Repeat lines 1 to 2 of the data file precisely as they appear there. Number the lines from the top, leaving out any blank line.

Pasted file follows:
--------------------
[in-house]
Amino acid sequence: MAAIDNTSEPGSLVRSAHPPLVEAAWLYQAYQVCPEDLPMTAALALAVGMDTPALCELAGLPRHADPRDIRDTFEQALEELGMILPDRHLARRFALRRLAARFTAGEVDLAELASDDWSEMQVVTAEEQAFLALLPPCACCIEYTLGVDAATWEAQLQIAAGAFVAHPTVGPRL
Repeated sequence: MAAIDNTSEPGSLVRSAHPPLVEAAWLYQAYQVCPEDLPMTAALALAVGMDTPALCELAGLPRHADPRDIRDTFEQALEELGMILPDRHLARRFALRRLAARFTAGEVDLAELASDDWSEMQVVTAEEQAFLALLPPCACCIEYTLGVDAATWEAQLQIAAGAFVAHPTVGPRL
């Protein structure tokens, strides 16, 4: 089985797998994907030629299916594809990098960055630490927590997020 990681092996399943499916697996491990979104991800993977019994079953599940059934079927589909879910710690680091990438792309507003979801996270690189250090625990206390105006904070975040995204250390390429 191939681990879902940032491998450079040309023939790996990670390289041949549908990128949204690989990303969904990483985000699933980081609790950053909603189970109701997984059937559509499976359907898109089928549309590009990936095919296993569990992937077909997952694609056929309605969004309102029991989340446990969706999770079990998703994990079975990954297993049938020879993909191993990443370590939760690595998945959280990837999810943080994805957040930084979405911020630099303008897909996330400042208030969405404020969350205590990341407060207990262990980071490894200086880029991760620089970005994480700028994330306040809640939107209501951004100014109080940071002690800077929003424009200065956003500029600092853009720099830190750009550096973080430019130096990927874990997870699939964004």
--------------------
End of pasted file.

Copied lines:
[in-house]
Amino acid sequence: MAAIDNTSEPGSLVRSAHPPLVEAAWLYQAYQVCPEDLPMTAALALAVGMDTPALCELAGLPRHADPRDIRDTFEQALEELGMILPDRHLARRFALRRLAARFTAGEVDLAELASDDWSEMQVVTAEEQAFLALLPPCACCIEYTLGVDAATWEAQLQIAAGAFVAHPTVGPRL